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This Week in Overreactions: Big trade deadline deal puts team over the top

By Mike Axisa | Baseball Writer

Zack Greinke was the prize of the 2012 trade deadline. How'd that work out?
Zack Greinke was the prize of the 2012 trade deadline; how did that work out? (USATSI)

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It's time for another installment of "The Week in Overreactions" -- the idea that was stolen borrowed with approval from our friends at Eye on Football. To the narrative machine!

'That big trade will put that team over the top'

Consider this a preemptive overreaction takedown. The trade deadline is 4 p.m. ET on Thursday and already we've seen a blockbuster with the Jon Lester/Yoenis Cespedes swap. David Price, Cole Hamels and many others could still be on the move. Surprise names too, like Cespedes.

Inevitably, you'll read stories soon thereafter about how a big trade improves a team so very, very much. How, say, the Athletics become World Series favorites with Lester, or how the Dodgers go from the best team in the NL to the best team in MLB if they add Price. Something like that. You'll hear the trade puts the team over top.

The recent history of major deadline trades shows that is not necessarily the case, however. Let's look back at the impact of some recent deadline blockbusters and their impact:

2013: Red Sox acquire Jake Peavy in three-team trade with White Sox and Tigers

Before the trade, the Red Sox had a .593 winning percentage and a 3.77 rotation ERA. After the trade? A .611 winning percentage and a 3.98 rotation ERA. They were already in first place at the time of the trade and they stayed there the rest of the season. Peavy had a 4.04 ERA in 10 regular-season starts after the deal and a 7.10 ERA in three postseason starts. The Red Sox won the World Series anyway because they were already the best team in baseball, with or without Peavy.

2012: Angels acquire Zack Greinke from Brewers for Jean Segura and pitching prospects

Greinke was the big fish at the 2012 trade deadline and the Angels were sitting in the second wild-card spot at the time of the trade, two games up on the Orioles. They went from a .544 winning percentage before the trade to a .559 winning percentage after the trade, but still fell out of the postseason picture and failed to qualify for the playoffs. Greinke made 13 starts, went 6-2 with a 3.53 ERA, then bolted for the Dodgers as a free agent after the season.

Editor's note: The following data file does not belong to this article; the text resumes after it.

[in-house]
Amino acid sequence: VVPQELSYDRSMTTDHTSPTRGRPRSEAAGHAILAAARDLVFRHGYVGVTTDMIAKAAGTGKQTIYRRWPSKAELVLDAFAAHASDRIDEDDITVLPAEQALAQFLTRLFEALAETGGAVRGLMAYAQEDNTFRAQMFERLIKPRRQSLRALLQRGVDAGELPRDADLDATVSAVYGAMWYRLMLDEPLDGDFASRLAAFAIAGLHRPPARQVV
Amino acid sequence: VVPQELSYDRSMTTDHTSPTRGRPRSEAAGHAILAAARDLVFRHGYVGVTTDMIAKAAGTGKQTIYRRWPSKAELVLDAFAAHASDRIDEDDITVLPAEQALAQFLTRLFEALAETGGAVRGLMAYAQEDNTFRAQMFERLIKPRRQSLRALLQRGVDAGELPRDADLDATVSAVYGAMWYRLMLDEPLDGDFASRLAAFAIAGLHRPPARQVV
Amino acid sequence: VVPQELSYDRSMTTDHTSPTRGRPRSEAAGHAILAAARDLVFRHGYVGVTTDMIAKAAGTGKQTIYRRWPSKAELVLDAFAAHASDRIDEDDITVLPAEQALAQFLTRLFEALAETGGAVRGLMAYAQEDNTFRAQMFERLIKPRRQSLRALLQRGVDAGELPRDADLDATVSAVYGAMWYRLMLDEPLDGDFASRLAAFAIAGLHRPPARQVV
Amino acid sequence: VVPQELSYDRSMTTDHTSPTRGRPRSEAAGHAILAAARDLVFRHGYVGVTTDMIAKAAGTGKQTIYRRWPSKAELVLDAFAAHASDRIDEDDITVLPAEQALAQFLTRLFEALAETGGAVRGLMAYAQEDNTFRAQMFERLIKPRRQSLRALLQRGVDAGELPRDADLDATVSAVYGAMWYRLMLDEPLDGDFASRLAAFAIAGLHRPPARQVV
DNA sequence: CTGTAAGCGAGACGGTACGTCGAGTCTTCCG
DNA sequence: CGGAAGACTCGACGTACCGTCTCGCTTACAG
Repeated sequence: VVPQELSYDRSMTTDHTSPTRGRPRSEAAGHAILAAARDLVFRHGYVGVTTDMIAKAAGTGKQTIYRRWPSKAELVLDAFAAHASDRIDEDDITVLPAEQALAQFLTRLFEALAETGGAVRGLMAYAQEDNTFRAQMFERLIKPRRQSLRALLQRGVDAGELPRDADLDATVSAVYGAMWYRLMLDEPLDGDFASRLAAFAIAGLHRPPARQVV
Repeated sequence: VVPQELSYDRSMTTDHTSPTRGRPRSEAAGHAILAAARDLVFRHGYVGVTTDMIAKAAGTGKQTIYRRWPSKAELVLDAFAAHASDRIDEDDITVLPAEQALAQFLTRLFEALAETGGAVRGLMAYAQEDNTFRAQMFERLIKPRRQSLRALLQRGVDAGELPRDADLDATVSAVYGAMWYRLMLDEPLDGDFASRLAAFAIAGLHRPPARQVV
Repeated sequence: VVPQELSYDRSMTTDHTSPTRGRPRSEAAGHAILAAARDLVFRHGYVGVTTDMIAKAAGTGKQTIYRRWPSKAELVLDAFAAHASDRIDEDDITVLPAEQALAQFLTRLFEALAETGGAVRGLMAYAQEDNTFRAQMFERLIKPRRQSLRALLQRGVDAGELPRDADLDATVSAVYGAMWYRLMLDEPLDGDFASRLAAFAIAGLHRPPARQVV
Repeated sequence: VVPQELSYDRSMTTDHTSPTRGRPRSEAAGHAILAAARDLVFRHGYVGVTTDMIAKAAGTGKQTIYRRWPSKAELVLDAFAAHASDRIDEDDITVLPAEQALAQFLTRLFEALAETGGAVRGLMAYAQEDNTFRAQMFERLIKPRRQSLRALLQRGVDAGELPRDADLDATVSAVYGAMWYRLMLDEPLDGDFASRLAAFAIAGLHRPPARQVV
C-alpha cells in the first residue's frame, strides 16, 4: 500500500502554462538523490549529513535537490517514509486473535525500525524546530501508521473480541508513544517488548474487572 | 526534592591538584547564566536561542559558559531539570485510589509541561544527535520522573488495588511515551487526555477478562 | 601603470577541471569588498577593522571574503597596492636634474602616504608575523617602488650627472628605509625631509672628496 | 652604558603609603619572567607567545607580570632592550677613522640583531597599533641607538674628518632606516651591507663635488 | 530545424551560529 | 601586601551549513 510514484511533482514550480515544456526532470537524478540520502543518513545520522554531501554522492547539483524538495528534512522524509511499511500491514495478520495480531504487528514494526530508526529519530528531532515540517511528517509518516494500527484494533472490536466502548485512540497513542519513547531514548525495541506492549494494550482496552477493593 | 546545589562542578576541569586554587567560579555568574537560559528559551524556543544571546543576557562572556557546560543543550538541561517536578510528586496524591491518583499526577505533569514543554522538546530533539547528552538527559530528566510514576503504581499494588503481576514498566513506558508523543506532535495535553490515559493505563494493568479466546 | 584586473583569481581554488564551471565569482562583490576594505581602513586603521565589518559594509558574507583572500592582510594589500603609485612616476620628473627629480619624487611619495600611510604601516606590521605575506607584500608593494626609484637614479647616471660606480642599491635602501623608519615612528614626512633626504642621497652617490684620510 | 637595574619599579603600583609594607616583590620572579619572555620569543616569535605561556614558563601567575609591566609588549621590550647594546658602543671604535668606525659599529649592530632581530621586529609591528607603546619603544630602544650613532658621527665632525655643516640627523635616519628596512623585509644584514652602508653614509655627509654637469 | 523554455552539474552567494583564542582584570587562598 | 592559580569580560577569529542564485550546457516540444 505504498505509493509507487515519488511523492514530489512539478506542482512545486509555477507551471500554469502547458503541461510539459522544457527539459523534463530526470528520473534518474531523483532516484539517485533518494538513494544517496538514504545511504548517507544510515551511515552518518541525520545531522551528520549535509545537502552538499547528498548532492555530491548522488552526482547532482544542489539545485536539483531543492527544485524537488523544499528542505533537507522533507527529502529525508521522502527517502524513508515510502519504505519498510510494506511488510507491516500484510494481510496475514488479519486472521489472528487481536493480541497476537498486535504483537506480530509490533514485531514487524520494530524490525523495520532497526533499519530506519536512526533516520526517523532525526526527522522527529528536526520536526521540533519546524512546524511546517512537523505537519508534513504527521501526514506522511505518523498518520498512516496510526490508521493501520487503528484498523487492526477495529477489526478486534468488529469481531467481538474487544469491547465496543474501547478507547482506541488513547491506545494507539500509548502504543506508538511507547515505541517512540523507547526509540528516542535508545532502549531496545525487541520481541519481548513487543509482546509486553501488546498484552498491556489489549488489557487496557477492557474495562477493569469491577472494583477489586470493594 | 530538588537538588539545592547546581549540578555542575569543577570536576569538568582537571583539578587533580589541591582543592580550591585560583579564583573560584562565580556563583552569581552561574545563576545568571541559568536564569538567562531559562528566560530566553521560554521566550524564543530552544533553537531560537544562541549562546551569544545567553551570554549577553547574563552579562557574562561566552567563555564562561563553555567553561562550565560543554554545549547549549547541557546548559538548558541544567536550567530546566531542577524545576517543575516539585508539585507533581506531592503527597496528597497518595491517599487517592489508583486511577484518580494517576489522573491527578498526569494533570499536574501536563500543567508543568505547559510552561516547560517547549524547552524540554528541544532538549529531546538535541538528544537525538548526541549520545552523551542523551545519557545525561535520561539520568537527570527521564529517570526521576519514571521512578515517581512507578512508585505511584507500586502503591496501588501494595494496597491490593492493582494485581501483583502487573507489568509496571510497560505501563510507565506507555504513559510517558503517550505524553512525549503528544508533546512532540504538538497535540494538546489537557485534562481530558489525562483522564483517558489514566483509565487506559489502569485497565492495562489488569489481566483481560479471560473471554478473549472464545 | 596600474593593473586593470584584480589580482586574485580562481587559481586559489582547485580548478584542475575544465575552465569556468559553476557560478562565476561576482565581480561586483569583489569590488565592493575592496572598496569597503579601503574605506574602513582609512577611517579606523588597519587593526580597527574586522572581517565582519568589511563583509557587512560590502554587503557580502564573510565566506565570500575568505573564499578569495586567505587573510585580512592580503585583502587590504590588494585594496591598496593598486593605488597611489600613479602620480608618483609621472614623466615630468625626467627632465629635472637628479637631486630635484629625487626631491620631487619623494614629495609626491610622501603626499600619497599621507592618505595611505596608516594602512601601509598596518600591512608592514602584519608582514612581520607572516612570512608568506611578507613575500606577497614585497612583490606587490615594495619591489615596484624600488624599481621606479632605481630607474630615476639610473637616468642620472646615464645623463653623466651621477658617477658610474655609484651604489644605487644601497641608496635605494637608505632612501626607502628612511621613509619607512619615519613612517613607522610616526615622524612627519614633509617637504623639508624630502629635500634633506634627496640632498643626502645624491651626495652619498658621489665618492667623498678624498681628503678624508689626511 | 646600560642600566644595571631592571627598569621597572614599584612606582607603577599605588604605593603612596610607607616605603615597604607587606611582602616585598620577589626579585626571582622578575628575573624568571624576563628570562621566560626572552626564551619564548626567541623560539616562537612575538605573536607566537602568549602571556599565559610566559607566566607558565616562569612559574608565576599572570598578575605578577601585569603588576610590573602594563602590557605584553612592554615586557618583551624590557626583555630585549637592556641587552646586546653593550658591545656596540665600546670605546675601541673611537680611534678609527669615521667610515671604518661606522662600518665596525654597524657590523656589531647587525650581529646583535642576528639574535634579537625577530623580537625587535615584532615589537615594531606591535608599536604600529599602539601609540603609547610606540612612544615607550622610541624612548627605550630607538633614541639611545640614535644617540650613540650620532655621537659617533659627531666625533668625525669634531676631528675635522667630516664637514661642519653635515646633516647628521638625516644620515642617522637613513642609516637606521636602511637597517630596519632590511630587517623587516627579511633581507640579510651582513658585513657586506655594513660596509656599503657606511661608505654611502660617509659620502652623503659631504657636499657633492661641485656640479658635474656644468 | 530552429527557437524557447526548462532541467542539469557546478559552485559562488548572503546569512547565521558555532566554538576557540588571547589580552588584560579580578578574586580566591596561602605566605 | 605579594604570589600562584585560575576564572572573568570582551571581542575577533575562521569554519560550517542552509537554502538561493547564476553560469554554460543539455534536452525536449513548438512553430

2011: Giants acquire Carlos Beltran, Indians acquire Ubaldo Jimenez

Which was the bigger deadline deal at the time? Take your pick. The Giants were leading the NL West by three games when they landed Beltran, and while he put up a 159 OPS+ with San Francisco, they lost 30 of 55 games after the trade and missed the postseason. They gave up the promising Zack Wheeler to get him. Jimenez was a disaster during his two-plus seasons in Cleveland, save for eight starts at the end of 2013, when he helped the team to the postseason for the first time since 2007. They traded away a package of prospects, most notably Alex White and Drew Pomeranz.

2010: ???

The 2010 trade deadline featured a lot of smaller names but no true blockbuster. Nothing close to a blockbuster really. In hindsight, the best pickup was made by the Indians, who sent Jake Westbrook to the Cardinals as part of a three-team trade with the Padres. Their return? An unheralded pitching prospect named Corey Kluber. The trade with most immediate impact? Probably the Giants getting lefty reliever Javier Lopez from the Pirates. He was a key part of their World Series bullpen.

The trade deadline is without question one of the most fun days and times of the year. Big trades are made and there are more rumors than you could ever want to see. As a sports fan, there is nothing more fun than thinking about roster moves.

As we've seen over the past few years though, making a big move does not automatically result in winning. There is this sense of "oh man, that's a great pickup, they're the favorites now" immediately after a big trade that is more reactionary than anything. The impact of the biggest trades at the deadline is often much less than we initially expect because, in the end, we're only talking about one player.

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